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Aston Martin Running Costs...

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Very interesting to know the reality.

Several years ago I was changing cars and asked on here for likely running costs for a Nissan 370z (RWD coupe). I was expecting high insurance but it wasn't that bad (as in the OP), it was things I hadn't thought of that cost, tyres for instance averaged £600 a year, and this was before any repairs.

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Thanks for that, OP. I have very briefly fantasised about owning one when I saw a secondhand one for sale once and thought - blimey I could afford that (even though I don't actually drive!)

Those videos have well and truly scratched the itch - and confirmed that owning an exotic car is just like owning an Apple laptop. A thing of beauty, wonderful to use but comes with odd quirks and lapses in design.

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Macs are very well designed, more so than a dell or hp.

The running cost of windows, with the constant viri fckups and snafus is far higher than amac.

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Thanks for that, OP. I have very briefly fantasised about owning one when I saw a secondhand one for sale once and thought - blimey I could afford that (even though I don't actually drive!)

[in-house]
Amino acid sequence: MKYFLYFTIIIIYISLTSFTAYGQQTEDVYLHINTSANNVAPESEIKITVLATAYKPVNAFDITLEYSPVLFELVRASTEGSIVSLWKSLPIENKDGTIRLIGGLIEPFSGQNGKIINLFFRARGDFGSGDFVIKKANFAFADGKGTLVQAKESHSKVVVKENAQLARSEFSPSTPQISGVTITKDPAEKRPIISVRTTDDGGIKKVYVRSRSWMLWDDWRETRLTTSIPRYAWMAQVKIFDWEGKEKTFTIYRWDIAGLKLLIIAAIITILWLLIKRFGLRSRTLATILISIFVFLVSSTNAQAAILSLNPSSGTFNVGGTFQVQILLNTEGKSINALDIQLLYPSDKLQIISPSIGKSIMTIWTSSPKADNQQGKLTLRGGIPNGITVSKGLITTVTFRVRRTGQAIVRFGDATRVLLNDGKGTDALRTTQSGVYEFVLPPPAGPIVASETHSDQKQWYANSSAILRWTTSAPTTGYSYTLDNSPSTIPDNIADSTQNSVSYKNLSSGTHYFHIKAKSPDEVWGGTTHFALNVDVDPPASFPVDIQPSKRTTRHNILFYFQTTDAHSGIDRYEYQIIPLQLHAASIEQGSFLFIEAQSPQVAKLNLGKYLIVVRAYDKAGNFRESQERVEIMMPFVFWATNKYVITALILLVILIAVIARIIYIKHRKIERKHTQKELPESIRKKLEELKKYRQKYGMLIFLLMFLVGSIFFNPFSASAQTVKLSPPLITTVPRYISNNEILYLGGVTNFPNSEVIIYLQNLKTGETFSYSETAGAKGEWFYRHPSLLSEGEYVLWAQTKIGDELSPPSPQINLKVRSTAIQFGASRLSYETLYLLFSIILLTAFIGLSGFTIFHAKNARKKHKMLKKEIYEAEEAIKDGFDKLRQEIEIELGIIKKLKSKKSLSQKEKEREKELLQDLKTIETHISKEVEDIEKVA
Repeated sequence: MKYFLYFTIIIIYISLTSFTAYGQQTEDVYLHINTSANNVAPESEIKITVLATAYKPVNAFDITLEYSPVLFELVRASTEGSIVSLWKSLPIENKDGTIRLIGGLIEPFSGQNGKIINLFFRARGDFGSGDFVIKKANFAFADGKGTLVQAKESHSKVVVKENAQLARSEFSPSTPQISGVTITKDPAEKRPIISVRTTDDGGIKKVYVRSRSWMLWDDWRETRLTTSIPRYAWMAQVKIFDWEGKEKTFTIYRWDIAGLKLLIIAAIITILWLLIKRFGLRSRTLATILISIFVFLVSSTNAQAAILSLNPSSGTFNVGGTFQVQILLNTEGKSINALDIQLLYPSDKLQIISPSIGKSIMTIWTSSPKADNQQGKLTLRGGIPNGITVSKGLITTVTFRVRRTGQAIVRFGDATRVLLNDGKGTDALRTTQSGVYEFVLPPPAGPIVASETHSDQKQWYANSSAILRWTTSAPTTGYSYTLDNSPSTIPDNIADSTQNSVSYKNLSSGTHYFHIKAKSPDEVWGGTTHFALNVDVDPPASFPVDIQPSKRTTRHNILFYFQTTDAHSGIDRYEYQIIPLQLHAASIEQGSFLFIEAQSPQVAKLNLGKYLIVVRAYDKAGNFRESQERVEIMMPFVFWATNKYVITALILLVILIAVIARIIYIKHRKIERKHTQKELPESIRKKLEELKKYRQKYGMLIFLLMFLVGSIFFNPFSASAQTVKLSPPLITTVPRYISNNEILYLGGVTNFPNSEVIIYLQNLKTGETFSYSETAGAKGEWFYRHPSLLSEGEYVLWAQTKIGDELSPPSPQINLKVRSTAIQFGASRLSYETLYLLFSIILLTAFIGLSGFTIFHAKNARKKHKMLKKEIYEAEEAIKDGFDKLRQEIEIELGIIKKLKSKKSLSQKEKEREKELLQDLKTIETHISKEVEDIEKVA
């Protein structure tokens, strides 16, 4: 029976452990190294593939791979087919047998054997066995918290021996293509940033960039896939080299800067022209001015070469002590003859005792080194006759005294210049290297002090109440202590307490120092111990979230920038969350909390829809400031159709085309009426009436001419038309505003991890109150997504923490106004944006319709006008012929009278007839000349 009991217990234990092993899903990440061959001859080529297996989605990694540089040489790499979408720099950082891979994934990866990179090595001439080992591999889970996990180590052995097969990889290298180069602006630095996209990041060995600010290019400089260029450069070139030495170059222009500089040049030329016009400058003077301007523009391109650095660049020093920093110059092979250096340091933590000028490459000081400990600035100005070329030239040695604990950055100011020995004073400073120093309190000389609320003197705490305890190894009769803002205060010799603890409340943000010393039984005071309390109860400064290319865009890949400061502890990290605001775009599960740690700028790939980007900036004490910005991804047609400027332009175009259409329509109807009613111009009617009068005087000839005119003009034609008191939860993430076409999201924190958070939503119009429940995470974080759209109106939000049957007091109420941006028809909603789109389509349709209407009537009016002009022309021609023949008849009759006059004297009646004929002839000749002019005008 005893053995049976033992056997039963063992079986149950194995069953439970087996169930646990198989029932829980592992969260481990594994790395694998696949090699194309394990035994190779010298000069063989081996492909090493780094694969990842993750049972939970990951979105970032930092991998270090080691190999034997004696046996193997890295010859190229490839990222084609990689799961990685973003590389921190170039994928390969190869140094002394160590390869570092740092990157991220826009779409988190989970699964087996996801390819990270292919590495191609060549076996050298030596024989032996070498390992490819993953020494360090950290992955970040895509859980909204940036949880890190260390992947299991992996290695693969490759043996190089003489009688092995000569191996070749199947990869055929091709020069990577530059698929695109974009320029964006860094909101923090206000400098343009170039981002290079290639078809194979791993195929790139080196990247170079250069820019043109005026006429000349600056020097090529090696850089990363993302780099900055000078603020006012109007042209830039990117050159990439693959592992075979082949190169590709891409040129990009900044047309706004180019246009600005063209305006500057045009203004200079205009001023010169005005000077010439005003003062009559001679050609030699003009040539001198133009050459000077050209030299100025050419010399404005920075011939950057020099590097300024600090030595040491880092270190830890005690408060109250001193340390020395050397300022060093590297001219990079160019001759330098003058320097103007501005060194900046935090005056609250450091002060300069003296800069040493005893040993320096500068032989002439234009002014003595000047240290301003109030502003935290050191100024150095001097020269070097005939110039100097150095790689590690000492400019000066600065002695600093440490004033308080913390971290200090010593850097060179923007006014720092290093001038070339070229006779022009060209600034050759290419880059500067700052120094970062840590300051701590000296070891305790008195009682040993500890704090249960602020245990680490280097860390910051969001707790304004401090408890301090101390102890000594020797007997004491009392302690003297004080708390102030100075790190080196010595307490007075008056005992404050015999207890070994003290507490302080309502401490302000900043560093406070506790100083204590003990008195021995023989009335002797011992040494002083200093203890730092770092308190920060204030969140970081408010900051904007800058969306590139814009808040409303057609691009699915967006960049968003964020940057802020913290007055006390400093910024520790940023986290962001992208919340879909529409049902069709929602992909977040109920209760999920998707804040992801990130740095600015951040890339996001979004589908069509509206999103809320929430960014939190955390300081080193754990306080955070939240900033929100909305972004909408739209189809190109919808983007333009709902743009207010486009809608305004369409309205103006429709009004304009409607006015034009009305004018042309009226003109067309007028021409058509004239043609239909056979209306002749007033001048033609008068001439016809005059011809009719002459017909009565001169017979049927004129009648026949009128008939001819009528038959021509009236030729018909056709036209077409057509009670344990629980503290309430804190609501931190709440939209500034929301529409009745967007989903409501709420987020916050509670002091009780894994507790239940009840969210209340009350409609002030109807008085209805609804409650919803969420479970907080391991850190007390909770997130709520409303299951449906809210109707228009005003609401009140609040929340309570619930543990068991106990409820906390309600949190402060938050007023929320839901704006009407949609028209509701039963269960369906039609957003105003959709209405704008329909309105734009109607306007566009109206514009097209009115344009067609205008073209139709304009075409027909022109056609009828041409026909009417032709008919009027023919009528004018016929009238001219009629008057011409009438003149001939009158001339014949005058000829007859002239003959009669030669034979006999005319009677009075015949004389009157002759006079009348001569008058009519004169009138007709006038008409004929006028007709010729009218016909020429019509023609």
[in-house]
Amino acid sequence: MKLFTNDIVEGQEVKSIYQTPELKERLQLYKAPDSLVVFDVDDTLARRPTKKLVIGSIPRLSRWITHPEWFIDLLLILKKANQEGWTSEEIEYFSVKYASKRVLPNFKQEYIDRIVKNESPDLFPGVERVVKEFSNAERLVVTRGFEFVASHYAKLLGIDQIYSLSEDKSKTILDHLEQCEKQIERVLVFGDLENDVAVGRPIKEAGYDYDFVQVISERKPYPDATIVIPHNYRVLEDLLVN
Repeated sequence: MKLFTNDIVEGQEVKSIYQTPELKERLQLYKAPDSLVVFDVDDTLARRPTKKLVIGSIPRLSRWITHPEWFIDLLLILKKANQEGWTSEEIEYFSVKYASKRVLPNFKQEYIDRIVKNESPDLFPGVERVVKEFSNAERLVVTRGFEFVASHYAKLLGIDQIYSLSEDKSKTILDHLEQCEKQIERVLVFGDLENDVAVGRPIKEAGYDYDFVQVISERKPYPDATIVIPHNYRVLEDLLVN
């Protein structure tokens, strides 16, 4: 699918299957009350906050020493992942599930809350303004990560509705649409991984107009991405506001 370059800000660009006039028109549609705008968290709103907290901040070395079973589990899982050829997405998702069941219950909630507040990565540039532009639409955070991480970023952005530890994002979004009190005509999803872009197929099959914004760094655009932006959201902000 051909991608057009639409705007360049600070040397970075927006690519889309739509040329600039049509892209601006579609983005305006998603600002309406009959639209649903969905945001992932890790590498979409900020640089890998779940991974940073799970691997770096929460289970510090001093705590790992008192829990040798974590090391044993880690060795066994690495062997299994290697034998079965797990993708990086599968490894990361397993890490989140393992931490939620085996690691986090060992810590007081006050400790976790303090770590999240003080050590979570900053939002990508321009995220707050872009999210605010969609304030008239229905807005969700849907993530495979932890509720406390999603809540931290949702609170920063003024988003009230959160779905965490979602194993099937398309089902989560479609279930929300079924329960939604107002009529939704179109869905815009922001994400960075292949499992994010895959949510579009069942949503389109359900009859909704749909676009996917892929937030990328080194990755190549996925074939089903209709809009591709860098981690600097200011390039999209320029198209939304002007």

Those videos have well and truly scratched the itch - and confirmed that owning an exotic car is just like owning an Apple laptop. A thing of beauty, wonderful to use but comes with odd quirks and lapses in design.

I'm pretty sure owning anything like an Aston Martin would be expensive journey regardless of when you purchase, but I suspect that a second hand one wouldn't actually be too bad. I get the impression that these things come out of the factory semi finished and it's up to the first owner to discover all the problems and quirks which are fixed by the dealer. When it gets to the second hand market it's then really just on going maintenance (which in itself would be seriously expensive).

Problem with modern cars of course is all the gizmos, more tech equals more things to go wrong. That in itself is an issue but you then get modern plush styling which means actually getting to the problem is way more hassle than it use to be.

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Problem with modern cars of course is all the gizmos, more tech equals more things to go wrong. That in itself is an issue but you then get modern plush styling which means actually getting to the problem is way more hassle than it use to be.